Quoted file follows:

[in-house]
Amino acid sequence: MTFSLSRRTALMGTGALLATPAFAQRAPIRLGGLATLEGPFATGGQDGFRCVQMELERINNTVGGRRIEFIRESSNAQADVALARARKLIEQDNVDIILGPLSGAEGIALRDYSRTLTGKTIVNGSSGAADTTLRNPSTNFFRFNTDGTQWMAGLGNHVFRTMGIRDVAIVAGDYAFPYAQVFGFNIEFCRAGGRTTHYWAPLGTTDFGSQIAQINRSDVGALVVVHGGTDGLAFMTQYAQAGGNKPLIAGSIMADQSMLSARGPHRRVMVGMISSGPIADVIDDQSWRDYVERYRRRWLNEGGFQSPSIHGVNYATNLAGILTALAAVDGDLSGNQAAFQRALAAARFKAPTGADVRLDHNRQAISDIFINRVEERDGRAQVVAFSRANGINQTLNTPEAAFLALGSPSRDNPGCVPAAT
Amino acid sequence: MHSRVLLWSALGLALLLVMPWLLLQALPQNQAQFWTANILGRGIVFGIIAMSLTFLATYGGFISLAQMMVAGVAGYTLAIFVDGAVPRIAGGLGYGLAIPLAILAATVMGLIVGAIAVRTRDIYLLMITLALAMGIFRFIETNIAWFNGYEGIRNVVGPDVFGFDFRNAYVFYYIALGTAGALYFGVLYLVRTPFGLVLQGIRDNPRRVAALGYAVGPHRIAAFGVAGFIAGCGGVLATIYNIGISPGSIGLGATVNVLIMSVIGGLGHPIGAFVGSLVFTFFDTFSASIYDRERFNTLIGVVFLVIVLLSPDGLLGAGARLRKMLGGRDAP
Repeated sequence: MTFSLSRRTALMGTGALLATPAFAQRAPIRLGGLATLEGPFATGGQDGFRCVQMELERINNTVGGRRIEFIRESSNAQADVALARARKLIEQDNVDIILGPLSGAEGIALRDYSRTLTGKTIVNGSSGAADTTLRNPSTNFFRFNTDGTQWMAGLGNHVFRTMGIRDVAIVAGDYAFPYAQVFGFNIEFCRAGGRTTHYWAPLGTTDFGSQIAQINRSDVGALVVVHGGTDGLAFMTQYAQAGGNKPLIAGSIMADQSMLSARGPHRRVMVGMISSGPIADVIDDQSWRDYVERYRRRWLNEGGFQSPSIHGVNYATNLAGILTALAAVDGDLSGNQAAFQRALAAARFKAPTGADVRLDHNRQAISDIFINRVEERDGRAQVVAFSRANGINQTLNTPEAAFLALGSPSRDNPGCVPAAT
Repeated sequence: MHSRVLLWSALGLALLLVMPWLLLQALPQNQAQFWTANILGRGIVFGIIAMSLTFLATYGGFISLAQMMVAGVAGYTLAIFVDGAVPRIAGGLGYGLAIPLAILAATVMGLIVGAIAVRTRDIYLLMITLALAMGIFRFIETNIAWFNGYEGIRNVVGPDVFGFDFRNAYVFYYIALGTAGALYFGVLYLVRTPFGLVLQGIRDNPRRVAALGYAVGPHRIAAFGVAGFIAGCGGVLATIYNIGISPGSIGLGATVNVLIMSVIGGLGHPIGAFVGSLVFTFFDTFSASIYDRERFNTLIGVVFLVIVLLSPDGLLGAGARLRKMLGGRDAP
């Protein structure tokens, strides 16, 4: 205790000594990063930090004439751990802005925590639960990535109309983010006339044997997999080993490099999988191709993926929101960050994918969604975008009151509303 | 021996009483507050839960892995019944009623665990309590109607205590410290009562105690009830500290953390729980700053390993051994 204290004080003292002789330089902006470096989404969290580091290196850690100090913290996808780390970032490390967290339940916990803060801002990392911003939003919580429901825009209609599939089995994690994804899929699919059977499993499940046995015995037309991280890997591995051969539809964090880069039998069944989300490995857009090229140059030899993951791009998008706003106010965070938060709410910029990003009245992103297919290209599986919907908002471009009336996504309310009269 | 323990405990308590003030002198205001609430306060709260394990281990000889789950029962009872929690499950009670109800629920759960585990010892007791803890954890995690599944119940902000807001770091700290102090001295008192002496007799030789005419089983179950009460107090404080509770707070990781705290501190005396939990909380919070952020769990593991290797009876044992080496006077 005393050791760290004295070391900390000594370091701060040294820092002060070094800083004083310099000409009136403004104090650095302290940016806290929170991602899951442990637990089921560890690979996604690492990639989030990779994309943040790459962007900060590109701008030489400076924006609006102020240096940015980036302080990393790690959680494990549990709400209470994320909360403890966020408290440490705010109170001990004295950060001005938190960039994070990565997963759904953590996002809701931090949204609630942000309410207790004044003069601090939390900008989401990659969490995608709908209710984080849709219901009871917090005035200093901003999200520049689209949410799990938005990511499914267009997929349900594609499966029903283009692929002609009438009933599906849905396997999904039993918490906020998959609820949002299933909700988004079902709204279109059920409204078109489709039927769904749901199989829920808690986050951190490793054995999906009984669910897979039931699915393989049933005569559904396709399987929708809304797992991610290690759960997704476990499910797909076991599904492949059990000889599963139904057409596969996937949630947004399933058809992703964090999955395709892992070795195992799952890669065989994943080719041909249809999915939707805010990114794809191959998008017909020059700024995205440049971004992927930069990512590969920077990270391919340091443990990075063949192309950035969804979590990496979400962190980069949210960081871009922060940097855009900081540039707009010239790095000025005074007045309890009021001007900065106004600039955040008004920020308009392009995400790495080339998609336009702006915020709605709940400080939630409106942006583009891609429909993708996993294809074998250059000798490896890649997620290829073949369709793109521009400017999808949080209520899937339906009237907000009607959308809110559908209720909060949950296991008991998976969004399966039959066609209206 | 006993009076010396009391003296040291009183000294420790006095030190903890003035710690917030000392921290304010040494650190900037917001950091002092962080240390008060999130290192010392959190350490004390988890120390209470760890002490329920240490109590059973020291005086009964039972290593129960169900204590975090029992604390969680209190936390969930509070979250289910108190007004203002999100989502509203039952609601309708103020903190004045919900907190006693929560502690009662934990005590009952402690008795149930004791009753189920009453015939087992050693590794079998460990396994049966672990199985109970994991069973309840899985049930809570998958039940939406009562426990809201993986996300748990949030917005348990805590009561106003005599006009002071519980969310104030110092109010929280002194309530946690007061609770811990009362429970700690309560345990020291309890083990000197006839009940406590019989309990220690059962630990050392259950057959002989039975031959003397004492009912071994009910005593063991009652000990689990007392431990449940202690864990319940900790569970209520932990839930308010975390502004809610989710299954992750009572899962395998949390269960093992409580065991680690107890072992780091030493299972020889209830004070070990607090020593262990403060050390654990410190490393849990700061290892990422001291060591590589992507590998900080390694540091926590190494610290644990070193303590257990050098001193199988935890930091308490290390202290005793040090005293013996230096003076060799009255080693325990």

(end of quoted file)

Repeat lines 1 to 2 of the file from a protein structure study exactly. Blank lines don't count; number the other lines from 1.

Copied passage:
[in-house]
Amino acid sequence: MTFSLSRRTALMGTGALLATPAFAQRAPIRLGGLATLEGPFATGGQDGFRCVQMELERINNTVGGRRIEFIRESSNAQADVALARARKLIEQDNVDIILGPLSGAEGIALRDYSRTLTGKTIVNGSSGAADTTLRNPSTNFFRFNTDGTQWMAGLGNHVFRTMGIRDVAIVAGDYAFPYAQVFGFNIEFCRAGGRTTHYWAPLGTTDFGSQIAQINRSDVGALVVVHGGTDGLAFMTQYAQAGGNKPLIAGSIMADQSMLSARGPHRRVMVGMISSGPIADVIDDQSWRDYVERYRRRWLNEGGFQSPSIHGVNYATNLAGILTALAAVDGDLSGNQAAFQRALAAARFKAPTGADVRLDHNRQAISDIFINRVEERDGRAQVVAFSRANGINQTLNTPEAAFLALGSPSRDNPGCVPAAT